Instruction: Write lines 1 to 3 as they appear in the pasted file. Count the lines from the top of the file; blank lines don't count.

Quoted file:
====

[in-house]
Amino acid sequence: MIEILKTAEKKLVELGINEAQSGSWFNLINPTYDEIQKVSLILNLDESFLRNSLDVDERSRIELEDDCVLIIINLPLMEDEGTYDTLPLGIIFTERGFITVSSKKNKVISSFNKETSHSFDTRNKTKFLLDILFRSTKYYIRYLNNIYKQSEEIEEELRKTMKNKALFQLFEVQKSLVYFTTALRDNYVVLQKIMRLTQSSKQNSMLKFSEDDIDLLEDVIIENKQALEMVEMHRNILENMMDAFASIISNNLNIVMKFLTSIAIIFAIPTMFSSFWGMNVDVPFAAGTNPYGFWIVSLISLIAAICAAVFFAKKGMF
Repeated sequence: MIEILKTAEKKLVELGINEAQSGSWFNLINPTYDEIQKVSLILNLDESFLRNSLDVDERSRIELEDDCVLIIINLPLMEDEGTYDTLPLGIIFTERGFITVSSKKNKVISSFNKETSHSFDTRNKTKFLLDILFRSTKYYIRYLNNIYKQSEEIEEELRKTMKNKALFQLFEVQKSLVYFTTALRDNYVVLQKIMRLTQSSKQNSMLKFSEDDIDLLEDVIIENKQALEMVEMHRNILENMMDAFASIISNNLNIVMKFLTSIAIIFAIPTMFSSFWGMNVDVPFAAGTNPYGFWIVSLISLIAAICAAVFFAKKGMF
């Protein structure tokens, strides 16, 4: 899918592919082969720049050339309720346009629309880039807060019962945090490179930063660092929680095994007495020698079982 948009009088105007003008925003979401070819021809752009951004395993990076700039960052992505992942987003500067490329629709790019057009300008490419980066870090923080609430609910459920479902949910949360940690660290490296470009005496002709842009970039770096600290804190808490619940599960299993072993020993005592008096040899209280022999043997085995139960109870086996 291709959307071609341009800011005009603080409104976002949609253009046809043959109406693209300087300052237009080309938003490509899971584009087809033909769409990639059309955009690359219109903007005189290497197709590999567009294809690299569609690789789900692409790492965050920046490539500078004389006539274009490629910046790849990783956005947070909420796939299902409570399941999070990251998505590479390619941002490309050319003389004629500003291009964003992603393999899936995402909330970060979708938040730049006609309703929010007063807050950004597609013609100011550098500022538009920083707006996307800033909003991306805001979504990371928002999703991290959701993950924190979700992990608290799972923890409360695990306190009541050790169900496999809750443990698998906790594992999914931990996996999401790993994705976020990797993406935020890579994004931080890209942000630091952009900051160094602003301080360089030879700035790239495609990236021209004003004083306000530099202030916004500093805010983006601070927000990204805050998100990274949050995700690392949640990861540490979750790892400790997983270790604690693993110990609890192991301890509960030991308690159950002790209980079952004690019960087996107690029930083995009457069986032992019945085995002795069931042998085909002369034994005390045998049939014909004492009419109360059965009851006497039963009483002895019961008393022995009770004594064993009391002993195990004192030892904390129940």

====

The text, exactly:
[in-house]
Amino acid sequence: MIEILKTAEKKLVELGINEAQSGSWFNLINPTYDEIQKVSLILNLDESFLRNSLDVDERSRIELEDDCVLIIINLPLMEDEGTYDTLPLGIIFTERGFITVSSKKNKVISSFNKETSHSFDTRNKTKFLLDILFRSTKYYIRYLNNIYKQSEEIEEELRKTMKNKALFQLFEVQKSLVYFTTALRDNYVVLQKIMRLTQSSKQNSMLKFSEDDIDLLEDVIIENKQALEMVEMHRNILENMMDAFASIISNNLNIVMKFLTSIAIIFAIPTMFSSFWGMNVDVPFAAGTNPYGFWIVSLISLIAAICAAVFFAKKGMF
Repeated sequence: MIEILKTAEKKLVELGINEAQSGSWFNLINPTYDEIQKVSLILNLDESFLRNSLDVDERSRIELEDDCVLIIINLPLMEDEGTYDTLPLGIIFTERGFITVSSKKNKVISSFNKETSHSFDTRNKTKFLLDILFRSTKYYIRYLNNIYKQSEEIEEELRKTMKNKALFQLFEVQKSLVYFTTALRDNYVVLQKIMRLTQSSKQNSMLKFSEDDIDLLEDVIIENKQALEMVEMHRNILENMMDAFASIISNNLNIVMKFLTSIAIIFAIPTMFSSFWGMNVDVPFAAGTNPYGFWIVSLISLIAAICAAVFFAKKGMF